Arguably, the Suzuki GS750 was the first superbike from Japan to get it right. Sure, the CB750 hit the showrooms 7 years earlier and the faster Kawasaki Z900 came into production four years before the Suzuki.

But neither of those handled well. The Honda was akin to that of current day middleweight cruisers when it came to power and handling, whereas the Kawasaki had enough motor to totally overpower its chassis, enough so that it could really bite an inexperienced rider.

But not so the Suzuki. For the first time, you could buy a superbike that had a chassis good enough to handle the stock power as well as a bit of engine tuning.

At the time, 1976, that was virtually unheard of for a big and fast motorcycle, and it was only fitting that it was brought forward by the last of the Big Four to introduce a four-stroke motorcycle. Because up to that day, Suzuki had made exclusively two-stroke engined motorcycles.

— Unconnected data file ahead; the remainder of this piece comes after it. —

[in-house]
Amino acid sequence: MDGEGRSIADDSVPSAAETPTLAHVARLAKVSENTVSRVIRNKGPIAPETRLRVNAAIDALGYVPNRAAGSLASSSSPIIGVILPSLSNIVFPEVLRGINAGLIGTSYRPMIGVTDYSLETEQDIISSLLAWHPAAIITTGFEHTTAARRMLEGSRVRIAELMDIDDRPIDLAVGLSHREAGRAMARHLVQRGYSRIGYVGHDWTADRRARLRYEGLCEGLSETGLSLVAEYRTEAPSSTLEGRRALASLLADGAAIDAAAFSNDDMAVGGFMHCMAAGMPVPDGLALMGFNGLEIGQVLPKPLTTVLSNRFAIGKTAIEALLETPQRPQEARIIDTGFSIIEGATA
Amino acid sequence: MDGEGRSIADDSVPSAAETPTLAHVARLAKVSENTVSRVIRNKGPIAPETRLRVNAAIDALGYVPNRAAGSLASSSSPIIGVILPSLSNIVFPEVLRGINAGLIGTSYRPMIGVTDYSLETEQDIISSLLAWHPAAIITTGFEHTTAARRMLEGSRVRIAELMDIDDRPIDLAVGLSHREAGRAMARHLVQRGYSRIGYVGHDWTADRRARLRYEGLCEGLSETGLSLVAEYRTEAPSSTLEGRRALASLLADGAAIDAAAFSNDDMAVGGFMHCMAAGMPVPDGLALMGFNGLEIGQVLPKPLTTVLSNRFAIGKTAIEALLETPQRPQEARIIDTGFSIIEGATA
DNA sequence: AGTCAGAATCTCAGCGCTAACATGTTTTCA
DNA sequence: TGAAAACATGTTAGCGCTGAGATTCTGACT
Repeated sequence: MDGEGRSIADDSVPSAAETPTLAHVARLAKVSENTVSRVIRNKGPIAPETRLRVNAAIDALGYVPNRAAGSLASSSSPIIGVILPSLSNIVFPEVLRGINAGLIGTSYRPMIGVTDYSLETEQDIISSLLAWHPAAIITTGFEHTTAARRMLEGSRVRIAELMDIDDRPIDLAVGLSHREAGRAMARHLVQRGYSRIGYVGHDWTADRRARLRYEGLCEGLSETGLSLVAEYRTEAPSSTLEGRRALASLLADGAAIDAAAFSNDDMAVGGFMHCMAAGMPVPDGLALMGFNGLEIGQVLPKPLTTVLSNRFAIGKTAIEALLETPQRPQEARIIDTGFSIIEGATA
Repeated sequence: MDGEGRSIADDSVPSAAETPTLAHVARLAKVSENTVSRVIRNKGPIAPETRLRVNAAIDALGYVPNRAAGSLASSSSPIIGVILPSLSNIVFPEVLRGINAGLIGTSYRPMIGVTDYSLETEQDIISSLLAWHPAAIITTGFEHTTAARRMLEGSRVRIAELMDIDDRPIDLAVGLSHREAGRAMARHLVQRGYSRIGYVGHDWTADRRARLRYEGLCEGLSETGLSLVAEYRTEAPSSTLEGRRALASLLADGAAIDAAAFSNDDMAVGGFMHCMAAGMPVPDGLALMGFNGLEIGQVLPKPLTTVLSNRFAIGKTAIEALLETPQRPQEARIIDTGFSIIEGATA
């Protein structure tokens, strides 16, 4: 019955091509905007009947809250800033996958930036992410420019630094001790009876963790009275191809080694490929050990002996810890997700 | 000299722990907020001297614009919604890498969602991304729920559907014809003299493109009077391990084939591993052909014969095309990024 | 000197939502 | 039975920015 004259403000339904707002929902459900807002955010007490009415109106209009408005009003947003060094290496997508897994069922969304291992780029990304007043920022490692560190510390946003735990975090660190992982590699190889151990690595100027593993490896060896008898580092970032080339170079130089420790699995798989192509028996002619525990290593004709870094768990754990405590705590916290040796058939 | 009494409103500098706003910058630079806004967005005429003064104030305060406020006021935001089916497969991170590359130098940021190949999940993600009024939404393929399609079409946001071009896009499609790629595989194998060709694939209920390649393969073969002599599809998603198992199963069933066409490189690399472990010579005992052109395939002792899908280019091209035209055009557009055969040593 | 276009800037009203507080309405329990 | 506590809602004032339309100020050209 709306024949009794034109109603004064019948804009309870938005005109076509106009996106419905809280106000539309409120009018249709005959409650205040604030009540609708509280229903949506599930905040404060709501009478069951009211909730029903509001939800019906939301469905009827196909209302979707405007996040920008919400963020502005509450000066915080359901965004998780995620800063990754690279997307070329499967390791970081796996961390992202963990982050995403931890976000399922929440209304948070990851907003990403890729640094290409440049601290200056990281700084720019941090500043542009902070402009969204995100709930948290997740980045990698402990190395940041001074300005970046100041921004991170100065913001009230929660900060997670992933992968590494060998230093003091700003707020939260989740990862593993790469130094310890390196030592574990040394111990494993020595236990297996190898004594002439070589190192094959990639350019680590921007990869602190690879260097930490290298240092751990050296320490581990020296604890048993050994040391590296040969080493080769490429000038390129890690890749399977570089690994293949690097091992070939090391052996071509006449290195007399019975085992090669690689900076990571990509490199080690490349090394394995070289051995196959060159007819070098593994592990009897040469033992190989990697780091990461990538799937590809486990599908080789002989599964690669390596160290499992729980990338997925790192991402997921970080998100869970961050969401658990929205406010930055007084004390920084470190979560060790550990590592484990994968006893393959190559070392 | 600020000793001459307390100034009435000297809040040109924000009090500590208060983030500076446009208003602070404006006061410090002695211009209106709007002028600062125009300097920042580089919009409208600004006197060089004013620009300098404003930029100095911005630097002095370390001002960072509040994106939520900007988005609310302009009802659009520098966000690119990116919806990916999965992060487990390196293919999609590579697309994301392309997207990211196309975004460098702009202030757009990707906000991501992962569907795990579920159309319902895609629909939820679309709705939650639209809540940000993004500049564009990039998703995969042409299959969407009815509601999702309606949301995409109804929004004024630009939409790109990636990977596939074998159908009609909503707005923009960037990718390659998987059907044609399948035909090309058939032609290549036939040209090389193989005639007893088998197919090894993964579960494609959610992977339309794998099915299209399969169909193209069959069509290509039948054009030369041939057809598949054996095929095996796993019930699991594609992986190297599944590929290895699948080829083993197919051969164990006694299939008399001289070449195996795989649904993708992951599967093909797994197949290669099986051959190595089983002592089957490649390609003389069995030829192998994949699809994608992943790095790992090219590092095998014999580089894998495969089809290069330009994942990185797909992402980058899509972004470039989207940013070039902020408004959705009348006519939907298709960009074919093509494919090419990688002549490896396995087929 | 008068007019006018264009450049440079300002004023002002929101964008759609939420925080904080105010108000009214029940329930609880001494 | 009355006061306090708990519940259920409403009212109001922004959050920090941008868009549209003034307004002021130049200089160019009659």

The new inline four had more than a superficial resemblance with the Kawasaki 900. They shared virtually the same cylinder bore, crankshafts, camshafts and the exact same valve sizes; heck, they even shared the very same valve adjustment shims and valve timing! Surprisingly, and disappointingly, the smaller Suzuki engine was 25 mm wider than that of the Z900. As a little consolation, it had a new feature in form of a fully automatic cam chain tensioner, relieving the owner of this typical maintenance task. Modern riders who take liquid cooling, fuel injection, 4 valve cylinder heads and close to 200 hp per litre for granted may not be impressed by the old Suzuki, which only made half the power from its air cooled DOHC engine.

It also sported a lowly two valves per cylinder and was fed by 26 mm slide carburettors. But despite not being particularly modern even by its day, it performed very well compared to the competition...